Now that the SAMPL project has been successfully completed, PROSTEP has made the blockchain-based solution for the forgery-proof exchange of 3D print data part of its consulting portfolio. In an online discussion called TechTALK, our experts informed customers and interested parties about the blockchain and possible use cases in the PLM environment.
As a basis for the discussion, Dr. Martin Holland first gave the participants a brief overview of how the blockchain works. Similar to the Internet, it is a disruptive technology, but it is not about the decentralized provision of information, but about the decentralization and transmission of values. What distinguishes the blockchain is that the information passed on cannot be subsequently changed because each miner creates a copy and each block of information is inseparably linked to the next by a cryptographic procedure.
In order to create new blocks, the miners have to solve cryptographic problems. The process used by PROSTEP requires significantly less energy than, for example, mining with Bitcoin technology. In addition, it is also possible to embed executable software code, so-called smart contracts, in the blocks in order to map more complex processes, e.g. the activation of a vehicle as soon as the leasing rate is paid.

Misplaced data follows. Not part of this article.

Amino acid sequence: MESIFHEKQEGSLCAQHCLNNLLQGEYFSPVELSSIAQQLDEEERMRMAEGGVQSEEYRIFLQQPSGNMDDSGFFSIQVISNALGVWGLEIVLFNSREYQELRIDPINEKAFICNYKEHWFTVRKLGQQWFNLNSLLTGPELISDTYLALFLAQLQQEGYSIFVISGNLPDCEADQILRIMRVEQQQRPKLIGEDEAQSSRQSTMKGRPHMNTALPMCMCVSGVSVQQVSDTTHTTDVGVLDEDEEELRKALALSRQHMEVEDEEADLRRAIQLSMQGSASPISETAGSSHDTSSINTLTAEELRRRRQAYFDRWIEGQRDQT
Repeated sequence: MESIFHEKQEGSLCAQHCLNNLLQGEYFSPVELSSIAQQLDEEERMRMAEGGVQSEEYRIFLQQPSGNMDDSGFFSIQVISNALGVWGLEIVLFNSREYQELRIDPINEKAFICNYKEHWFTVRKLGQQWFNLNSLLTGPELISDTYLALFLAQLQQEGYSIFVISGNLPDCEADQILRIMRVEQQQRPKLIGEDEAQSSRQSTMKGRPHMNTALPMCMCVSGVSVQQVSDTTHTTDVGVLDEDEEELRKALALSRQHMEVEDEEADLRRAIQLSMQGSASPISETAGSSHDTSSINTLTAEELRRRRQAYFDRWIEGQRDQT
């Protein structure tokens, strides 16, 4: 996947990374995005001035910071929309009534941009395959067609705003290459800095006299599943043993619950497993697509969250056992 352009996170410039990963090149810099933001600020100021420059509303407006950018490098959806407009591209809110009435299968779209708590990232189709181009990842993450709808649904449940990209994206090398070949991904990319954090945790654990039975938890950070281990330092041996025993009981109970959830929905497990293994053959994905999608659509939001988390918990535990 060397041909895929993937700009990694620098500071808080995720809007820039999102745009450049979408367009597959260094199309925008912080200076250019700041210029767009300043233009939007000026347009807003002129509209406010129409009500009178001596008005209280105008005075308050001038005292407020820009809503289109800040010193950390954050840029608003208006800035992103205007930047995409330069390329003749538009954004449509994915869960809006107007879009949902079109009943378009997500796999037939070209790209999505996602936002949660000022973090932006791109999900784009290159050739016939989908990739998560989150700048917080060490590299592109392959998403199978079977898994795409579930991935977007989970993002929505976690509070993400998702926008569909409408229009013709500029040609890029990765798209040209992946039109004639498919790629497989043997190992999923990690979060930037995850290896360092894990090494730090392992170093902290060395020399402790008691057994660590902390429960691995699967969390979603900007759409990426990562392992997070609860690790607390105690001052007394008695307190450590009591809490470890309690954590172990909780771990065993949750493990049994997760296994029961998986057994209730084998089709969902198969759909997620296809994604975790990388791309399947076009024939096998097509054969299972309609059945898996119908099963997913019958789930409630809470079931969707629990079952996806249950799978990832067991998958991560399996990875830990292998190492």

PROSTEP has integrated the block chain technology into the OpenDXM GlobalX data exchange solution as part of the SAMPL (Secure Additive Manufacturing Platform) project. This end-to-end solution for the forgery-proof exchange of 3D print data ensures that the exchanged data cannot be misused and that printed components can be identified beyond any doubt.
A prerequisite for this is the use of certified 3D printers that support this technology and, for example, report back the printing status, as Holland said in response to a question from a participant.
The blockchain not only enables the licensed production of a limited number of spare parts and traceable documentation of where they were built in which Holland demonstrated using the example of a use case at Airbus Spares. It also supports new business ideas such as the “Earn as you ride” program developed by automotive supplier Continental on the base of a blockchain platform. Drivers receive mini payments for information on free parking spaces or weather data, which their vehicles report back in encrypted form.
Holland invited the Online-TechTALK participants to think about possible applications of the block chain in their companies themselves. PROSTEP has developed a number of criteria for identifying potential use cases. The blockchain makes sense whenever many parties are to use or change data, decentralized data storage is desired but an intermediary is not desired, documentation must be unalterable and participants interact in processes where transaction time is critical. If four of these criteria are met, the blockchain promises added value.
By Daniel Wiegand
Posted with permission from PROSTEP AG.